In PHP we normally do coding without considering what the server is capable of. Now a days even PCs have multiple cores and process 64 bit data also. As far as I know the PHP engine itself is optimised to take advantage of multiple cores. How can we programmers can optimize further the code to take advantage of multiple cores.

In other words I want to know the techniques that will teach me to write code which will be more likely to be considered by php engine to process parallely.

I'm not asking for any user defined / open source queuing method but to write the same code in such a way that it takes advantage of multi core and works faster.

Please suggest your thoughts and share your experience if you already are doing something like this.

I am hoping there should be way we can optimize code further.

  • `php parallel.php` ;) – alex May 23 '12 at 6:33
  • It can be possible duplicate of "stackoverflow.com/questions/6107339/…" . – Debugger May 23 '12 at 6:35
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    This is a non-issue IMO. PHP is a horribly slow, interpreted language, and if CPU is your main bottleneck, you will need to change platforms. Do you have an actual, real-world use case for which you need parallel processing, or where CPU is your bottleneck? If you do, you will want to move that part of the code into something that can be compiled to a binary (as an extension or a separate service) – Pekka 웃 May 23 '12 at 6:47
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    @Pekka, I'm looking for a way to write code which will be widely used in future. A better way, a faster exicution which is always good fr real word which is developing everyday. – Imdad May 23 '12 at 6:56
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    @Imdad you're worrying about something that is unlikely to ever have a real-world impact on your performance. – Pekka 웃 May 23 '12 at 6:58

PHP has had a threading model for a very long time, since the first release of PHP4, May 22nd 2000.

Threading at the frontend

Creating user threads at the frontend of a web application doesn't make any sense; it is extremely difficult to scale. The thread per client model that the Apache Worker MPM binary and mod_php employ is not really something you want to use to serve your websites, certainly if you are using it, you do not want to create additional threads in direct response to any web requests.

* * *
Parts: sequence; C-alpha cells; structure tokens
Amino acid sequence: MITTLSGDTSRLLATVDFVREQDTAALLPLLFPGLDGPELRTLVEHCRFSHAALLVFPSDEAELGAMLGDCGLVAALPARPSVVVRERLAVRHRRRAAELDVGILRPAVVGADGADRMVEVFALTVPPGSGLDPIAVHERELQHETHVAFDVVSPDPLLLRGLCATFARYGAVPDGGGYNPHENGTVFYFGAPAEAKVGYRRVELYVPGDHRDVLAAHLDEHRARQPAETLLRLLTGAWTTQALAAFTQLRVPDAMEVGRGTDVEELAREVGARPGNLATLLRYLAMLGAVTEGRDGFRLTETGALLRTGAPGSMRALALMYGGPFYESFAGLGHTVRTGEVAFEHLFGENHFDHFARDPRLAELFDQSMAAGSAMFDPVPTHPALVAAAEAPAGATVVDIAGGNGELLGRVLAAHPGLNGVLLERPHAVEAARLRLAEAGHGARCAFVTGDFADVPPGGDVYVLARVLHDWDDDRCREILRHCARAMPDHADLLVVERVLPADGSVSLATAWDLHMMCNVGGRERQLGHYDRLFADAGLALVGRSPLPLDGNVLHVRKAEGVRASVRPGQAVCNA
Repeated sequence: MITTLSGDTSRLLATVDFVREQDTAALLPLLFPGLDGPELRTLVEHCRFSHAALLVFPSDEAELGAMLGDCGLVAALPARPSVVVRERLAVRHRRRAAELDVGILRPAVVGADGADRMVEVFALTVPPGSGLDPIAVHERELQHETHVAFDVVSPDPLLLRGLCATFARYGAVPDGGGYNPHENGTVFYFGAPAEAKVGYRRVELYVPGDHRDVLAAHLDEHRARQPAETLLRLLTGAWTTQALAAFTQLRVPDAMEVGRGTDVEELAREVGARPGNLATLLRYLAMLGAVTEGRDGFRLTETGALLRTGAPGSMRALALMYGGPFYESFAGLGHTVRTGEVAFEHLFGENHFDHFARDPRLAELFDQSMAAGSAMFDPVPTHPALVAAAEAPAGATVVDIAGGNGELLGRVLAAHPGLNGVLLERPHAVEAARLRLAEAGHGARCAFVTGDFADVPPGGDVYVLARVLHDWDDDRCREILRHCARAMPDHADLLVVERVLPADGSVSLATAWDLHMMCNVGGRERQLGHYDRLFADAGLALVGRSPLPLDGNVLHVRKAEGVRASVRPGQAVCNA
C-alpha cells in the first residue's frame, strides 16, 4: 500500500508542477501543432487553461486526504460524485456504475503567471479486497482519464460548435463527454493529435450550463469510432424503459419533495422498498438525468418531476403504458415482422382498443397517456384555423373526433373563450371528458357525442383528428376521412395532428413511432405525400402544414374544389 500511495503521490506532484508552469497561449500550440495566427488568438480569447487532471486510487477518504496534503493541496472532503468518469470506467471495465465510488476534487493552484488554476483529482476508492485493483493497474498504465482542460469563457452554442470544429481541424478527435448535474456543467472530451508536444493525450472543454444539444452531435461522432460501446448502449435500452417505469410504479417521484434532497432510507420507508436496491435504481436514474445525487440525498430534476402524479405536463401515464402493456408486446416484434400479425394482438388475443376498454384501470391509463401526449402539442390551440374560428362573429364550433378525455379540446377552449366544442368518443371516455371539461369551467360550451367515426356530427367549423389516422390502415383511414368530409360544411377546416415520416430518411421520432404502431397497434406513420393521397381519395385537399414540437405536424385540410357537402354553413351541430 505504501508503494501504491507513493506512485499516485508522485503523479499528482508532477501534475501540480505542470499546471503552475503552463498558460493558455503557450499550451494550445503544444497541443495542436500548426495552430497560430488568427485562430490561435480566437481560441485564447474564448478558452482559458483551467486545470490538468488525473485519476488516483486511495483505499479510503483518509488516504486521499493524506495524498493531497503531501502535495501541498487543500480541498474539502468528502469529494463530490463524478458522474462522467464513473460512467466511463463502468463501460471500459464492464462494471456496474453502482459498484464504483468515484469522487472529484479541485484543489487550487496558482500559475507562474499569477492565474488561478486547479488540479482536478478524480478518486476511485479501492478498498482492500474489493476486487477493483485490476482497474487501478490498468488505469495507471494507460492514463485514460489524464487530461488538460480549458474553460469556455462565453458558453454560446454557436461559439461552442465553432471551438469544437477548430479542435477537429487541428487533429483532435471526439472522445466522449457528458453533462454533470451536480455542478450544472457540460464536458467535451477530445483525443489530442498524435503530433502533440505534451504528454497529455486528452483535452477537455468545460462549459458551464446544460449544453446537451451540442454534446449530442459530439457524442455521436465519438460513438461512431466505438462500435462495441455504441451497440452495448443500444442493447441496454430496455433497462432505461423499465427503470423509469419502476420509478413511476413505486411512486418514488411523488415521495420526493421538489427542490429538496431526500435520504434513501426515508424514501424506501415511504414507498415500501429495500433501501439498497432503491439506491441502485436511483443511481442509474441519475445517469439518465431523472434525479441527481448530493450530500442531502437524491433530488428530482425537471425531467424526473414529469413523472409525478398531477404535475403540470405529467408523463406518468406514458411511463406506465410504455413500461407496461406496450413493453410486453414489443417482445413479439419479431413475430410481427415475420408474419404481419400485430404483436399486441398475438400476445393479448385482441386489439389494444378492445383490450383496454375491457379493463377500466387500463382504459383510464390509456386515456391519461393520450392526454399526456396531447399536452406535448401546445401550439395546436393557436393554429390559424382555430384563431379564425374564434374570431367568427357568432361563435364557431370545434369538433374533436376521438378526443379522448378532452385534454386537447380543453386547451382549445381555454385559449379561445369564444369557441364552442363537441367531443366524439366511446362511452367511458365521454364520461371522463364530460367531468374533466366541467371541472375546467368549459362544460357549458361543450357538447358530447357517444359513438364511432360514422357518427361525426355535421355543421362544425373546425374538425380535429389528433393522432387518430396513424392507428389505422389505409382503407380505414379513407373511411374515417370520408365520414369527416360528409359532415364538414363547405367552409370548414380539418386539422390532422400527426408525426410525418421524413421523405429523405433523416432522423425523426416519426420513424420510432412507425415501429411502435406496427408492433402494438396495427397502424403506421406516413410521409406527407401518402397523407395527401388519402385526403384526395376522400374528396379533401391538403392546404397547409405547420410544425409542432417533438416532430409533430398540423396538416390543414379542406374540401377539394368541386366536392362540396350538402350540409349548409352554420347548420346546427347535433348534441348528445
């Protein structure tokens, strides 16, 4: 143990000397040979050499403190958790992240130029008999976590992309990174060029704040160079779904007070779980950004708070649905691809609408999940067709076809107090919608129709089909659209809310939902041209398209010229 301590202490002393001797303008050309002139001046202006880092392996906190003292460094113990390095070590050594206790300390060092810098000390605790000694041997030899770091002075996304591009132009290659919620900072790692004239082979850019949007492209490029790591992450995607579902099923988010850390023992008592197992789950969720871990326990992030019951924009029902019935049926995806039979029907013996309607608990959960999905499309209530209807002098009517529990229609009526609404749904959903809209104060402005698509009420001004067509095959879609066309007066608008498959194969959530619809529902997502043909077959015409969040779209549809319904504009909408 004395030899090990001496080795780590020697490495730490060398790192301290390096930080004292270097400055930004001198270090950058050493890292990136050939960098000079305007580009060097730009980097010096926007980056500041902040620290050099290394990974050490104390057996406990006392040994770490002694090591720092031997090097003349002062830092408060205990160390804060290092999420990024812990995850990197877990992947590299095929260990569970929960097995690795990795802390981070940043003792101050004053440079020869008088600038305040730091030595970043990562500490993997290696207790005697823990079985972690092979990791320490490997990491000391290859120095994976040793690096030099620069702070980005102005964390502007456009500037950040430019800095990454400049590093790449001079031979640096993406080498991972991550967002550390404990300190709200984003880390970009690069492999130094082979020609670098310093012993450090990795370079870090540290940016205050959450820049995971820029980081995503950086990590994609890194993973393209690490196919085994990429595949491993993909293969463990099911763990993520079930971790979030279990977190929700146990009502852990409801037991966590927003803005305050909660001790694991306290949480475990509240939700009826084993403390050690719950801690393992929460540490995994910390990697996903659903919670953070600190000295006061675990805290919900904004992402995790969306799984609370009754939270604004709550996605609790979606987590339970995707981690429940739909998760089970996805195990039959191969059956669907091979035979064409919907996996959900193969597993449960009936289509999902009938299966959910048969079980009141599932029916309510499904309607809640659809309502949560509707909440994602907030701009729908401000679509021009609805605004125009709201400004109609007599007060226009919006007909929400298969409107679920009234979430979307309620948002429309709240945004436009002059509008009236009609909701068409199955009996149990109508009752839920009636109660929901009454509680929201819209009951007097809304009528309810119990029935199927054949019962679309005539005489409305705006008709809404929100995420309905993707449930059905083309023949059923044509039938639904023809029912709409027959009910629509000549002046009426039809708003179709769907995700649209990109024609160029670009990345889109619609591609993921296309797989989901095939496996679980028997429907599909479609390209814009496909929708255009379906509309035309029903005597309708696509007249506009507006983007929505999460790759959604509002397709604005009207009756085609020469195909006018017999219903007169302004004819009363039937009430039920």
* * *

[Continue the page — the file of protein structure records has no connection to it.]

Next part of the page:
Why are threads at the frontend a bad idea ?

You may often hear developers say threads at the frontend do not make sense, without providing the rationale for such an assertion. When you learn to think about systems in the required way the problem becomes obvious:

If a client script creates 8 threads in direct response to a web request, and 100 clients request the script simultaneously, you are requesting that your hardware execute 800 threads concurrently.

CPU's would have to look and work very very differently indeed to make that a good idea

What can we do about it ?

Enterprising solutions might well have a PHP website facing the public, but the actual brains of the system are written in languages that have good support for those things you require to build enterprising solutions such as Java, C#, C++ or whatever the language-of-the-day is.

You should use pthreads in the same way; by designing systems whose component parts are separated from one another, only connected by well designed, high performance (RPC) API's, such that the complexity inherent in designing a multi-threaded architecture is isolated completely from your public facing websites, and the simple, scalable setup that such a website will require.

U can now haz codes

Let's start at the beginning with Hello World:

class My extends Thread {
    public function run() {
        printf("Hello World\n");

/* create a new Thread */
$my = new My();

/* start the Thread */

/* do not allow PHP to manage the shutdown of your Threads */
/* if a variable goes out of scope in PHP it is destroyed */
/* joining explicitly ensures integrity of the data contained in an objects */